The Use of Insurance in the Court Room
Not being a lawyer, you may not be aware that the Texas rules of evidence prohibits a lawyer from mentioning insurance in a case where the insurance company is not the defendant. In other words, if you find yourself on a jury hearing a claim for medical malpractice or a car accident, you won't hear about insurance.
Lately, I have begun to question the wisdom of such a rule.
The theory is that the jury should make its decision based on the injury – how much was David hurt in the accident, how much time did he lose from work, what were his medical bills, and what is an appropriate compensation for his pain and suffering? According to this theory, if the jury knew that Bobby had a $100,000 insurance policy when he drove his car into David's, then they would be more likely to give him a large reward. After all, it's not coming out of Bobby's pocket. How much insurance Bobby has is not related to the injuries David suffered. True…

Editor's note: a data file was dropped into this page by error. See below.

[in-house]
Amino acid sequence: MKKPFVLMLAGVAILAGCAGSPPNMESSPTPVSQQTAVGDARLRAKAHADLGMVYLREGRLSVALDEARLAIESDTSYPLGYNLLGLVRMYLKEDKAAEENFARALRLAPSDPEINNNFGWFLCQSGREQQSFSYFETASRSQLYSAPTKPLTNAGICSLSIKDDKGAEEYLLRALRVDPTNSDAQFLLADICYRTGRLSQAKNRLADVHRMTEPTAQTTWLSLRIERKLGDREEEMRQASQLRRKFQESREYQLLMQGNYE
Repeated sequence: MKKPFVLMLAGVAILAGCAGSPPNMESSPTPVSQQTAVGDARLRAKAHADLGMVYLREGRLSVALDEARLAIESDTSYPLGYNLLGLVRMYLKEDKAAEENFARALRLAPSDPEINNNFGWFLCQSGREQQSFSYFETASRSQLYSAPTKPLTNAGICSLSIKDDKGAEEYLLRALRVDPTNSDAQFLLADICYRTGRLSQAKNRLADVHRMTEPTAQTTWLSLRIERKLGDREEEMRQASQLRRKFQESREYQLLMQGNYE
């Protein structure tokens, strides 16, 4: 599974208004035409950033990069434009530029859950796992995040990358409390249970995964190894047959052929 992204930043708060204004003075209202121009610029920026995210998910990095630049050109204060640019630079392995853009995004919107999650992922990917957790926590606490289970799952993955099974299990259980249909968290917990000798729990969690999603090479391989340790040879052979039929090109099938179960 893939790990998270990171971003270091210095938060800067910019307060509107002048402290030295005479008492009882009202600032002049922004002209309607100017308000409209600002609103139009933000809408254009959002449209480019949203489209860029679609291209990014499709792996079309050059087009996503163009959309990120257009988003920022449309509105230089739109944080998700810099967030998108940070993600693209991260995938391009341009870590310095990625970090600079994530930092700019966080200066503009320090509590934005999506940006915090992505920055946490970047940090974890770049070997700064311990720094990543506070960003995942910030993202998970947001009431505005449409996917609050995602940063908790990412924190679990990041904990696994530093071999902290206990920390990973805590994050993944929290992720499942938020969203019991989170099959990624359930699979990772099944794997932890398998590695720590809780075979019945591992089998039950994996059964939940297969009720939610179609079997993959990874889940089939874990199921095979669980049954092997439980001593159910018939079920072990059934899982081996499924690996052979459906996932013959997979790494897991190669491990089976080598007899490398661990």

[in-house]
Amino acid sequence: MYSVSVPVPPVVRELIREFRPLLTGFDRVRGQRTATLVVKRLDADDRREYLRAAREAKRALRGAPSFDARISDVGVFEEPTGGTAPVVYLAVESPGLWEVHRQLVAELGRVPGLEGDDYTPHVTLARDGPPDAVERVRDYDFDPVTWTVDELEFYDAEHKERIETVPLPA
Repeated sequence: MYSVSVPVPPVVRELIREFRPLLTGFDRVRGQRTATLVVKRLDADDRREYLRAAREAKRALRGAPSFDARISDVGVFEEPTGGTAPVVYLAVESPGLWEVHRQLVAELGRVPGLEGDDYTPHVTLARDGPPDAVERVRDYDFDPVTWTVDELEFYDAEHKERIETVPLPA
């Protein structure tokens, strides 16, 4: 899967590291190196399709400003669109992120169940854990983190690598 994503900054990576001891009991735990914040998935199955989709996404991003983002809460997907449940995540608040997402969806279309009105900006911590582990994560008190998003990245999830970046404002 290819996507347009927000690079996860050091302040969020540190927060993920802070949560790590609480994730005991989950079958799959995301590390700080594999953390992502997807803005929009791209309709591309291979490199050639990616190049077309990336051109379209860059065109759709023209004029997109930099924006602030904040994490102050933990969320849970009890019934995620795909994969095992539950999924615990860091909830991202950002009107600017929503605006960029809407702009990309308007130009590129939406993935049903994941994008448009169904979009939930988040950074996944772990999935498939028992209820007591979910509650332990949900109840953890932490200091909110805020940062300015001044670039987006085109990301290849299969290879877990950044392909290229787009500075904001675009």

But is this really a fair rule? Why then, even when liability is not an issue, is the defendant put in front of the jury by the defense counsel and asked questions about himself to “humanize” him? The answer is simple, the defense counsel knows that when they put a face to their client, the jury is more likely to return a lower verdict.
In other words, even if Bobby admits he blew the stop sign and rammed into David, he gets to tell the jury how sorry he is, how he has five kids to support, how he just lost his job, and how his wife ran off with his neighbor. None of this, of course, is related to the injuries David suffered, but the defense gets to put it in front of the jury. Is that fair?
While most jurors are aware that there is insurance available (I hope), fairness would justify letting them know all the facts.